ling; but he replied to all this, by saying very emphatically: Sir, I have laid off my robe of righteousness, and put on one of blood, and the best way to get rid of these d-d Yankees is to let them lay there and rot. Such was the conduct of this man Rylander. We were compelled still to submit to our fate, though we employed every effort in our power to alleviate the sufferings of our dying friends. One case, in particular, attracted my attention. A political prisoner named Foote, who had formerly been a captain of a steamboat plying on the Florida rivers, being suspected as a Union man, was arrested and thrown into prison. He was occasionally visited by his wife, and so careful were the rebels, notwithstanding their boasted superiority, that two guards with loaded guns were invariably detailed to dog the footsteps of this woman. A system of perfect espionage was constantly maintained, and so suspicious were the rebels of each other, that they would not permit a si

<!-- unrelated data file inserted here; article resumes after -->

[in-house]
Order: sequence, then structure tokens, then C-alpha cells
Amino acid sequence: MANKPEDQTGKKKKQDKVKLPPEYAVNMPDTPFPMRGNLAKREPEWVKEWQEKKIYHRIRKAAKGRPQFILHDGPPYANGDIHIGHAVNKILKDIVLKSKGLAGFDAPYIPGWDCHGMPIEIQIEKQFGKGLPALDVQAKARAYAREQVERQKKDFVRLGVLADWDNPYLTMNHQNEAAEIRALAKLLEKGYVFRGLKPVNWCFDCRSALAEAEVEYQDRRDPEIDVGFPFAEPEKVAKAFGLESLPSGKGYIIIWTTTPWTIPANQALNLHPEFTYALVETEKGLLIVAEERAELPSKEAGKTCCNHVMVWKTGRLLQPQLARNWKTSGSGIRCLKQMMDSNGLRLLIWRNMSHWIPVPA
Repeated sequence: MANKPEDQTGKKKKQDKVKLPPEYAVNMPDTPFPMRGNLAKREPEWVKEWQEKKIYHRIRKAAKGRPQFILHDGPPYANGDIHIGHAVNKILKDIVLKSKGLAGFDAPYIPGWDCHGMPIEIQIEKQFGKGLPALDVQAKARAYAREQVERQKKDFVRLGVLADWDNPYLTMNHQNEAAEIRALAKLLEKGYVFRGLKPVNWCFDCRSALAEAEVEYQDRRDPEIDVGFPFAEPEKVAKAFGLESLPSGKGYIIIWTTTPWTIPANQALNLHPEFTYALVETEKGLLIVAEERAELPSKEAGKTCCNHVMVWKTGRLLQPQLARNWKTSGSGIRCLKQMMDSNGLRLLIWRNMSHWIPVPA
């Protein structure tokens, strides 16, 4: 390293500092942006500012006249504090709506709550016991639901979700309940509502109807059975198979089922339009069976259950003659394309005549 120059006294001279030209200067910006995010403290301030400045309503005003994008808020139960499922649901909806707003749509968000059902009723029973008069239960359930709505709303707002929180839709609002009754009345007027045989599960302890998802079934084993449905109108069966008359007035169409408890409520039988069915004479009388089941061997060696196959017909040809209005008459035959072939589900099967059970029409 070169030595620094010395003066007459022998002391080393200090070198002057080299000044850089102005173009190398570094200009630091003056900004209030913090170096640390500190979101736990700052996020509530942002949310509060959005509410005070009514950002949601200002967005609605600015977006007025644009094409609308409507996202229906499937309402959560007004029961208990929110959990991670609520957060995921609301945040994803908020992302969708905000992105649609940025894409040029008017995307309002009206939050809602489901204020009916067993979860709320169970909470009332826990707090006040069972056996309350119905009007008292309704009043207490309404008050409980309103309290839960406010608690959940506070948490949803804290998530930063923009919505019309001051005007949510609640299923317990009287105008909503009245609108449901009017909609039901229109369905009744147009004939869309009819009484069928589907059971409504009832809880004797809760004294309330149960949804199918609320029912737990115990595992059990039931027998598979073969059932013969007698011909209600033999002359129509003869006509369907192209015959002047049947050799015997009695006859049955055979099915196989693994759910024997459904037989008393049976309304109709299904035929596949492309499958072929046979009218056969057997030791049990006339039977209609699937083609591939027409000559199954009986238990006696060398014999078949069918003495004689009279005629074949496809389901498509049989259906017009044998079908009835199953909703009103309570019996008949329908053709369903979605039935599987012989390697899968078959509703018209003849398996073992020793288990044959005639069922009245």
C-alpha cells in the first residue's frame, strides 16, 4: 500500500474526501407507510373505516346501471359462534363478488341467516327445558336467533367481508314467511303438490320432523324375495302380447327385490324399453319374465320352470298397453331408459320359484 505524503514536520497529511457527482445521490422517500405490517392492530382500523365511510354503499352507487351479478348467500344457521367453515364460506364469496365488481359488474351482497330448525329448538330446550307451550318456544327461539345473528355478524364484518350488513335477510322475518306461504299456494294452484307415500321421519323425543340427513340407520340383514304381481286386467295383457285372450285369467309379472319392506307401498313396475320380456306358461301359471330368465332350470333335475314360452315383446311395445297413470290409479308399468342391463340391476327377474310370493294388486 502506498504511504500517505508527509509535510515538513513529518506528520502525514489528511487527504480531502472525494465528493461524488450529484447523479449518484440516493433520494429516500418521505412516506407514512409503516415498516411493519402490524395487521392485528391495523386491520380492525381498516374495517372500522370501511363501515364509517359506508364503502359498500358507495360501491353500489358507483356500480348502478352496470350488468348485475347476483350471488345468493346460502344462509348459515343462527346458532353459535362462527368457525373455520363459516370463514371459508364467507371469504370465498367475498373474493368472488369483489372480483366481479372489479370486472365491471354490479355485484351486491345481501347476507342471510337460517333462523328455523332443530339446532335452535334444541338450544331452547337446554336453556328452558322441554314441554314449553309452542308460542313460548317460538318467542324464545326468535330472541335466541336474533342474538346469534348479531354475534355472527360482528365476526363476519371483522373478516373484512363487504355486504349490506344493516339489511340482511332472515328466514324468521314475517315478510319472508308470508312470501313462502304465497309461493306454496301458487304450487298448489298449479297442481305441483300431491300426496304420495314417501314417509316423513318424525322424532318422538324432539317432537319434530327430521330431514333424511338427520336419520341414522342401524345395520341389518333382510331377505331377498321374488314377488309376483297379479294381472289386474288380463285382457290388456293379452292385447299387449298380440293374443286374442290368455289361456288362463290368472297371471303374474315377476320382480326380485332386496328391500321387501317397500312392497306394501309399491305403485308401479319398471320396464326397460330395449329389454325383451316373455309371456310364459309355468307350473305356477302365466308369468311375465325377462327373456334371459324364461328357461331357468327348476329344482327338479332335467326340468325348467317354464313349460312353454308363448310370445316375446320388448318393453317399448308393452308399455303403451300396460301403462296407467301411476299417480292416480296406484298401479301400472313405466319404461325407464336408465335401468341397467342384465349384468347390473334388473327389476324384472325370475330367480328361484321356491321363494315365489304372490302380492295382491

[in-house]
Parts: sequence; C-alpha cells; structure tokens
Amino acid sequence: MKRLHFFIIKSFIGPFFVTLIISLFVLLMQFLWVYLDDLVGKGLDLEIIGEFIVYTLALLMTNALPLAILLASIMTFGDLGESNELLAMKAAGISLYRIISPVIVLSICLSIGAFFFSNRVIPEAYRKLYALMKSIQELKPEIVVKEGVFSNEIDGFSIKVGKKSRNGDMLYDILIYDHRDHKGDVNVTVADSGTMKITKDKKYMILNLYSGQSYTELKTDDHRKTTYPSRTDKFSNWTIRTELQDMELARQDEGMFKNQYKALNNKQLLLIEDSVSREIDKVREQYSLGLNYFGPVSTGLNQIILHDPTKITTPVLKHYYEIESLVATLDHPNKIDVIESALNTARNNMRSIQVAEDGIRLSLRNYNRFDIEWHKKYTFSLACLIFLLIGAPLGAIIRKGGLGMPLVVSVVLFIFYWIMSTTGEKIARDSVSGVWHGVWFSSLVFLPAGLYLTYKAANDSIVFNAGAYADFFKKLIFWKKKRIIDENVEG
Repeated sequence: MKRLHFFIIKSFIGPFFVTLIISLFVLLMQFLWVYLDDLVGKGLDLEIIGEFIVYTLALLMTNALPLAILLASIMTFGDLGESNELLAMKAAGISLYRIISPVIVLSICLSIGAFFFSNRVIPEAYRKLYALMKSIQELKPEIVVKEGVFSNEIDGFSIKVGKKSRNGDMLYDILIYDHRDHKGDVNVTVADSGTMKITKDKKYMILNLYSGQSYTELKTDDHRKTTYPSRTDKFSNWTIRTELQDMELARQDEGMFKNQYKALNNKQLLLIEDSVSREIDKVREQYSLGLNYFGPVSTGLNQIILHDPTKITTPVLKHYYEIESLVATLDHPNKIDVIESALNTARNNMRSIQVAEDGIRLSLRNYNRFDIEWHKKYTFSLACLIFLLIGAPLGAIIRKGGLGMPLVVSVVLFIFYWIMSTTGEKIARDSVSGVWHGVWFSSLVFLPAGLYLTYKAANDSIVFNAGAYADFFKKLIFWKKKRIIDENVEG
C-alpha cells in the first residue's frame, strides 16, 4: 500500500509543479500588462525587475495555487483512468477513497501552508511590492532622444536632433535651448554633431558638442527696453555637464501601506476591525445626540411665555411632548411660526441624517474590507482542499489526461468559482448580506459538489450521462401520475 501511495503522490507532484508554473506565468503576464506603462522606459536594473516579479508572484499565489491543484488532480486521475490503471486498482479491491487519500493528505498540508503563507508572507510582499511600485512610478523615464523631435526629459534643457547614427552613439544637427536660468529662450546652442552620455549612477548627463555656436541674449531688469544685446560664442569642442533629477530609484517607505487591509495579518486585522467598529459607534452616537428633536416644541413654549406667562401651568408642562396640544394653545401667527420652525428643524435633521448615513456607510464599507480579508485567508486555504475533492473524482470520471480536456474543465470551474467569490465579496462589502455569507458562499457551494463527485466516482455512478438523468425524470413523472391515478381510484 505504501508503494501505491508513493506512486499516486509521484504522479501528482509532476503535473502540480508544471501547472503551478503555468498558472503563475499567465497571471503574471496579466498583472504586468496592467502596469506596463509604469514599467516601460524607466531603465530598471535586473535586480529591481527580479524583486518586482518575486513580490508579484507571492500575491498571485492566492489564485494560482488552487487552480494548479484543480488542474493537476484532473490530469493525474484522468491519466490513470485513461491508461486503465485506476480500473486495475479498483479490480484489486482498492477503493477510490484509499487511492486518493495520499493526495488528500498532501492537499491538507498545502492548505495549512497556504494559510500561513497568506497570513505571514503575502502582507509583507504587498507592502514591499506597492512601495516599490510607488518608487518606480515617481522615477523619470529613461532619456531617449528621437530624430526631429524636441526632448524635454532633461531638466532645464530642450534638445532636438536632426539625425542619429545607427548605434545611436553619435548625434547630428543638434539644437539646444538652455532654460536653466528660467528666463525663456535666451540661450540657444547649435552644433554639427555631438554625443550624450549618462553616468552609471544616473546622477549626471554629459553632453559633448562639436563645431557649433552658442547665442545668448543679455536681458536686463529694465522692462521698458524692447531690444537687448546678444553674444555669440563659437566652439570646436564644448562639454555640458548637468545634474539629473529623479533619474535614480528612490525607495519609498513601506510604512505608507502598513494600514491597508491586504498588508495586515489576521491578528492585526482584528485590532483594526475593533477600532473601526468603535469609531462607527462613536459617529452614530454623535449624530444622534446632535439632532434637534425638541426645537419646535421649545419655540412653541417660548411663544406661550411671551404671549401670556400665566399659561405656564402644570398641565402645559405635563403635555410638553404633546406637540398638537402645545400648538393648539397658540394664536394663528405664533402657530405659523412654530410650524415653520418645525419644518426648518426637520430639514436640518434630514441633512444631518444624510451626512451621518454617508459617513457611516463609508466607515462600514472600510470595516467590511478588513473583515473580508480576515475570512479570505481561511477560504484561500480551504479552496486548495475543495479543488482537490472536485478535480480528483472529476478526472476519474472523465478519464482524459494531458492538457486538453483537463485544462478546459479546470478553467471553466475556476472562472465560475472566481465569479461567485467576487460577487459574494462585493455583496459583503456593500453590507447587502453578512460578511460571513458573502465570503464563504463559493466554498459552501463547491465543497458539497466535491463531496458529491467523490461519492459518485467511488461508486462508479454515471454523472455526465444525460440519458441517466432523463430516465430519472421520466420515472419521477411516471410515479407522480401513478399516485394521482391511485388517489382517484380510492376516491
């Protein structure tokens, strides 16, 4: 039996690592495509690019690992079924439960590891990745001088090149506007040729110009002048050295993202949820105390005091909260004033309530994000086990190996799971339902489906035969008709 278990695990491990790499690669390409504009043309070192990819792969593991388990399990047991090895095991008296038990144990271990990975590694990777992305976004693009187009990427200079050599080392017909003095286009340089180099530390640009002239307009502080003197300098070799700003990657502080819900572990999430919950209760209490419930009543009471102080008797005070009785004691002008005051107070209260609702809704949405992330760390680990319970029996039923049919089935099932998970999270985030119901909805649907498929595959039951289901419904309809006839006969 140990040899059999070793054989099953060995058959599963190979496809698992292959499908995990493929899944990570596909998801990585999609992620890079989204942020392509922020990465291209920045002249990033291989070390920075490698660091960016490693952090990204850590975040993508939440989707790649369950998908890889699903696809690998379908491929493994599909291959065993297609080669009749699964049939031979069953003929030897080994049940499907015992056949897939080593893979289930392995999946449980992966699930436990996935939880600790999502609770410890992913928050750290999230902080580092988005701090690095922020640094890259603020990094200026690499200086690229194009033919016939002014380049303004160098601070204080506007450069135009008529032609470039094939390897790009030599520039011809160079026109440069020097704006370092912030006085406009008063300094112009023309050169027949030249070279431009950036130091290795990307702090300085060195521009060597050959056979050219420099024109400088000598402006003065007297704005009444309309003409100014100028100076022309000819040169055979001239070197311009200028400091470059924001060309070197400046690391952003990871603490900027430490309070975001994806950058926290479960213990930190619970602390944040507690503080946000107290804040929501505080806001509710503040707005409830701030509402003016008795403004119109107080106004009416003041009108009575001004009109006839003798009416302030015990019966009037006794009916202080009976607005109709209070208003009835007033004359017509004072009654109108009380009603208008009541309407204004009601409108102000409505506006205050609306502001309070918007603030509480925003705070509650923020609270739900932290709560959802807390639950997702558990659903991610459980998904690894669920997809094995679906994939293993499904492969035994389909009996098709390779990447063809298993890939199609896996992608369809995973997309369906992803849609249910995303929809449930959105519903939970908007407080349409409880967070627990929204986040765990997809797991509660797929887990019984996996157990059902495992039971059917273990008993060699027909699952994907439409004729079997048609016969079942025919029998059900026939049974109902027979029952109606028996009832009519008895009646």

Ulysses S. Grant, Personal Memoirs of U. S. Grant, General Halleck in command-commanding the district of Cairo-movement on Fort Henry- capture of Fort Henry (search)
nd I had not uttered many sentences before I was cut short as if my plan was preposterous. I returned to Cairo very much crestfallen. Flag-officer [Andrew H.] Foote commanded the little fleet of gunboats then in the neighborhood of Cairo and, though in another branch of the service, was subject to the command of General Hallecon the 28th of January, renewed the suggestion by telegraph that if permitted, I could take and hold Fort Henry on the Tennessee. This time I was backed by flag-officer Foote, who sent a similar dispatch. On the 29th I wrote fully in support of the proposition. On the 1st of February I received full instructions from departmentrnand in command. I followed with one of the later boats and found McClernand had stopped, very properly, nine miles below Fort Henry. Seven gunboats under Flag-officer Foote had accompanied the advance. The transports we had with us had to return to Paducah to bring up a division from there, with General C. F. Smith in command.
Ulysses S. Grant, Personal Memoirs of U. S. Grant, Investment of Fort Donelson-the naval operations-attack of the enemy-assaulting the works-surrender of the Fort (search)